Reaping the health and wellbeing benefits of woodlands

Participants of Forestry Commission Scotland’s (FCS) Branching Out programme are celebrating after successfully completing the 12-week mental health and wellbeing programme at Crombie Country Park.

The group of 11 attended an awards ceremony yesterday (Tuesday 31 July) in the Visitor Centre at Crombie Country Park, where they received certificates acknowledging their achievements. All participants also received the John Muir Discovery Award.

Delivered by ANGUSalive Countryside Adventure rangers with support from Angus Health and Social Care Partnership and the John Muir Trust, Branching Out is an FCS award-winning adult mental health project designed to improve people’s confidence, mental wellbeing, and communication skills through a range of outdoor activities. 

The programme reached its 10-year anniversary in May and is estimated to have helped over 2,000 people across Scotland.

Nathalie Moriarty, Forestry Commission Scotland’s Branching Out programme manager, said: “Branching Out is a hugely successful programme and it’s amazing to see the results it has delivered over the last 10 years. It can be life changing for those who take part, they feel more confident and have developed better communication skills to go on and enjoy other local activities which help ensure they continue to move forward on the work they have already achieved.” 

Adopting a holistic, person-centred approach promoting ‘five ways to better mental health’, Branching Out takes place in forests, woodlands and other green spaces. Participants take part in a range of activities covering key areas such as bushcraft skills, practical conservation, physical activity, creativity and environmental art, and personal development or learning.
Led by qualified Branching Out leaders, participants benefit from the project’s clear routine, structure and non-clinical setting and enjoy three hours of woodland activities a week with each session adapted to meet the needs of each individual group.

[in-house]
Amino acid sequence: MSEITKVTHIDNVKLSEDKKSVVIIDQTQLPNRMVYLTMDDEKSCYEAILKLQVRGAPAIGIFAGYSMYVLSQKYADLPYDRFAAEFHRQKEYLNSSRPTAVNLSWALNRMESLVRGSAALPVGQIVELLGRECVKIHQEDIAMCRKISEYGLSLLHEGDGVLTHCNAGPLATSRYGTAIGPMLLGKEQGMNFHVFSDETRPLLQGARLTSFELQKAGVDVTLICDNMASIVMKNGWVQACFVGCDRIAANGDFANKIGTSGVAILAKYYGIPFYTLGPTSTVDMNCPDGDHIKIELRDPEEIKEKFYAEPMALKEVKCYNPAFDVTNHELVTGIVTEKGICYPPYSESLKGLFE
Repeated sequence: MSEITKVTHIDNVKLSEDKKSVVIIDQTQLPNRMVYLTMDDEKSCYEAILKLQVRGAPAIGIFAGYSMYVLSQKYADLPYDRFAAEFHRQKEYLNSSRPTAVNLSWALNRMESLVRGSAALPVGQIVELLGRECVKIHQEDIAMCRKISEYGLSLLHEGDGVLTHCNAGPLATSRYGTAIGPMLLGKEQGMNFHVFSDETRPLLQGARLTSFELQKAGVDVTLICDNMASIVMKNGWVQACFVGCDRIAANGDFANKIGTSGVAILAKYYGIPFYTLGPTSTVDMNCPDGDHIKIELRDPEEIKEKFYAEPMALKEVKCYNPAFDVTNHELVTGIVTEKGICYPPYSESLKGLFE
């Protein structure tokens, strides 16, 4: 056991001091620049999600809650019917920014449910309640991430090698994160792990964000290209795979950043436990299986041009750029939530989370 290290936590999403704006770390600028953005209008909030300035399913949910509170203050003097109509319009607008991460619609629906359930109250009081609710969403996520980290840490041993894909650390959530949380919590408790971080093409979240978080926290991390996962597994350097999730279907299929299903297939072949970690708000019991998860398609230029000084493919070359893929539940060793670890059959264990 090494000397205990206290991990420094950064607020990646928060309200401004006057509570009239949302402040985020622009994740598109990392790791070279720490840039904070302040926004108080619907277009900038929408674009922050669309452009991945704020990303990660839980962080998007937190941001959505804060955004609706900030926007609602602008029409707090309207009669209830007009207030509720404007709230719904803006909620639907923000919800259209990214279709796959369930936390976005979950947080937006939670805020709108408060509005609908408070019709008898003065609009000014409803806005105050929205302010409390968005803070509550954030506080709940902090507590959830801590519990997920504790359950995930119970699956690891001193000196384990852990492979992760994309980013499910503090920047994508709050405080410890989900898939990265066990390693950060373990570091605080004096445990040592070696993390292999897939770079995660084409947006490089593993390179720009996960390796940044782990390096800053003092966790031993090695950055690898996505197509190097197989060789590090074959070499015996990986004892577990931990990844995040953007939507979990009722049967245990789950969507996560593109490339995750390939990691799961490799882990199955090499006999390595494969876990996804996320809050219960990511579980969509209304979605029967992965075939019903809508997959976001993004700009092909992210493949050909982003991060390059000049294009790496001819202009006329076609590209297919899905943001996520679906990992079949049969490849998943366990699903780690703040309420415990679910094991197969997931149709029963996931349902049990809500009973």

Lisa King, ANGUSalive countryside adventure ranger at Crombie Country park, said: “This is the sixth year we have delivered the Branching Out programme at ANGUSalive’s Crombie Country Park and it has been one of the best yet. The group has grown in confidence and it’s been really inspiring to share their enthusiasm in a range of activities which this year has included: orienteering, meadow maintenance, willow sculptures and citizen science. Most people have attended every week and we have had great fun. We look forward to helping support the next group in the Branching Out programme in September.”

Originally developed and funded by FCS, the success of the programme has enabled FCS to pass the structured model onto partner organisations and provide an outdoor training and accreditation programme for leaders, which has been endorsed by the Institute for Outdoor Learning and NHS Health Scotland.

Forestry Commission Scotland is now working with 22 partners in 10 NHS board areas delivering up to 50 projects a year.

Notes to editors

  1. Forestry Commission Scotland is part of the Scottish Government's Environment and Forestry Directorate.
  2. Tha Coimisean na Coilltearachd Alba na phàirt de Bhuidheann-Stiùiridh na h-Àrainneachd is Coilltearachd aig Riaghaltas na h-Alba agus bidh e a’ toirt seachad comhairle air poileasaidhean coilltearachd agus air riaghladh. Tha Iomairt Choilltean na h-Alba na fo-bhuidheann aig Coimisean na Coilltearachd a tha a’ ruith Oighreachd na Coille Nàiseanta as leth Ministearan na h-Alba.
  3. Media enquiries to Steve Williams, Forestry Commission Scotland press office, 0300 067 6508 / This email address is being protected from spambots. You need JavaScript enabled to view it.